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|Title:||Clinical outcomes of Indigenous Australians and New Zealand Maori with metabolic acidosis and acidaemia.|
|Publication Title:||Critical Care and Resuscitation|
|Abstract:||Objective: To assess the incidence and impact of metabolic acidosis in Indigenous and non-Indigenous patients. <br /><br /> Design: Retrospective study. <br /><br /> Setting: Adult intensive care units (ICUs) from Australia and New Zealand. <br /><br /> Participants: Patients aged 16 years or older admitted to an Australian or New Zealand ICU in one of 195 contributing ICUs between January 2019 and December 2020 who had metabolic acidosis, defined as pH < 7.30, base excess (BE) < −4 mEq/L and PaCO2 <= 45 mmHg. Main outcome measures: The primary outcome was the prevalence of metabolic acidosis. Secondary outcomes included ICU length of stay, hospital length of stay, receipt of renal replacement therapy (RRT), major adverse kidney events at 30 days (MAKE30), and hospital mortality. <br /><br /> Results: Overall, 248 563 patients underwent analysis, with 11 537 (4.6%) in the Indigenous group and 237 026 (95.4%) in the non-Indigenous group. The prevalence of metabolic acidosis was higher in Indigenous patients (9.3% v 6.1%; P < 0.001). Indigenous patients with metabolic acidosis received RRT more often (28.2% v 22.0%; P < 0.001), but hospital mortality was similar between the groups (25.8% in Indigenous v 25.8% in non-Indigenous; P = 0.971). <br /><br /> Conclusions: Critically ill Indigenous ICU patients are more likely to have a metabolic acidosis in the first 24 hours of their ICU admission, and more often received RRT during their ICU admission compared with non-Indigenous patients. However, hospital mortality was similar between the groups.|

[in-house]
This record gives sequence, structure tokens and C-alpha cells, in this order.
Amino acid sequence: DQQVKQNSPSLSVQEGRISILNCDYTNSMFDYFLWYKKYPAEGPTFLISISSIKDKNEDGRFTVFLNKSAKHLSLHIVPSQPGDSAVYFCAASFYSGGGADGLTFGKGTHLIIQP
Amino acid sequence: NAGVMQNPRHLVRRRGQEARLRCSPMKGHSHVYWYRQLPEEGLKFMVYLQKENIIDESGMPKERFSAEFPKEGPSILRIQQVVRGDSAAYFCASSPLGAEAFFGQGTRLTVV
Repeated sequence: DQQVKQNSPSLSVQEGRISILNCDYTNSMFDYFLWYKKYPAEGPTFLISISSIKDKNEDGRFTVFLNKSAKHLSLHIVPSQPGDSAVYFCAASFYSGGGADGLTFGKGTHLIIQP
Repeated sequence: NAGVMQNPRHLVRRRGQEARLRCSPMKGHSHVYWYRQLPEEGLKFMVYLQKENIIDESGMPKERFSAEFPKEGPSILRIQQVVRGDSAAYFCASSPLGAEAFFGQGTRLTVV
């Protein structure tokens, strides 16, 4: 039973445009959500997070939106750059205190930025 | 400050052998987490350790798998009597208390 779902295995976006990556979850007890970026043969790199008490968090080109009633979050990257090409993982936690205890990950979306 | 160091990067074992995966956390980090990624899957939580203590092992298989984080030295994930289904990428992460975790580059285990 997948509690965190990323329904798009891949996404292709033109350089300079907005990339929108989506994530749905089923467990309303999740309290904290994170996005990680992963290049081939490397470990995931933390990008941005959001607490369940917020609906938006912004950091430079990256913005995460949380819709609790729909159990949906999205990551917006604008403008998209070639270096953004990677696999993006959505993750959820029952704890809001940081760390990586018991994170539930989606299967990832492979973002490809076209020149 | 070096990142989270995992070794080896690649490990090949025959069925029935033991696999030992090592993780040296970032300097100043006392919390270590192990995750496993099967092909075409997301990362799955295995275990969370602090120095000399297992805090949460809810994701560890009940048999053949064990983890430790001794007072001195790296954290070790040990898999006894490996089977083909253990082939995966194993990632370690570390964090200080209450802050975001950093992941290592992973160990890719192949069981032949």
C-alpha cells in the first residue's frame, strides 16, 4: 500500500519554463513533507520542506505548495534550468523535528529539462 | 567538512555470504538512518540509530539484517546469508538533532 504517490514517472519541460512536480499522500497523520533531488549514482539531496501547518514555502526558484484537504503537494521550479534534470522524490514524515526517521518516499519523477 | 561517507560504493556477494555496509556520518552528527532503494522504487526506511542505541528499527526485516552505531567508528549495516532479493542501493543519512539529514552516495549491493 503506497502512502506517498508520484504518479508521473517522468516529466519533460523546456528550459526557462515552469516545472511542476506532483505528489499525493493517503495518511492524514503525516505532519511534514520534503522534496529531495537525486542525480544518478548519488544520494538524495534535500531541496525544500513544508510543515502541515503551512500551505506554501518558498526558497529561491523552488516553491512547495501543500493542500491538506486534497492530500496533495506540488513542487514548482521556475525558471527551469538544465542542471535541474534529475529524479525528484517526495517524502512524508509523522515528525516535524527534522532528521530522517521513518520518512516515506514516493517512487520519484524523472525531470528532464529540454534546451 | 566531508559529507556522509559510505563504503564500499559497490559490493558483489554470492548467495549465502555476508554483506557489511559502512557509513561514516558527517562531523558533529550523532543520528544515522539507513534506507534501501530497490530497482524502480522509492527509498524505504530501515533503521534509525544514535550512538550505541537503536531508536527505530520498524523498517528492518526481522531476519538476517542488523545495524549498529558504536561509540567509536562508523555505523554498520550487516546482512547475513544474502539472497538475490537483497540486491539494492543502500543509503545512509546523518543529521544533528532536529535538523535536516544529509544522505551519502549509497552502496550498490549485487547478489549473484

|Description:||Includes data from BHS and WHCG|
|Internal ID Number:||01902|
|Health Subject:||INDIGENOUS PEOPLES|
|Appears in Collections:||Research Output|
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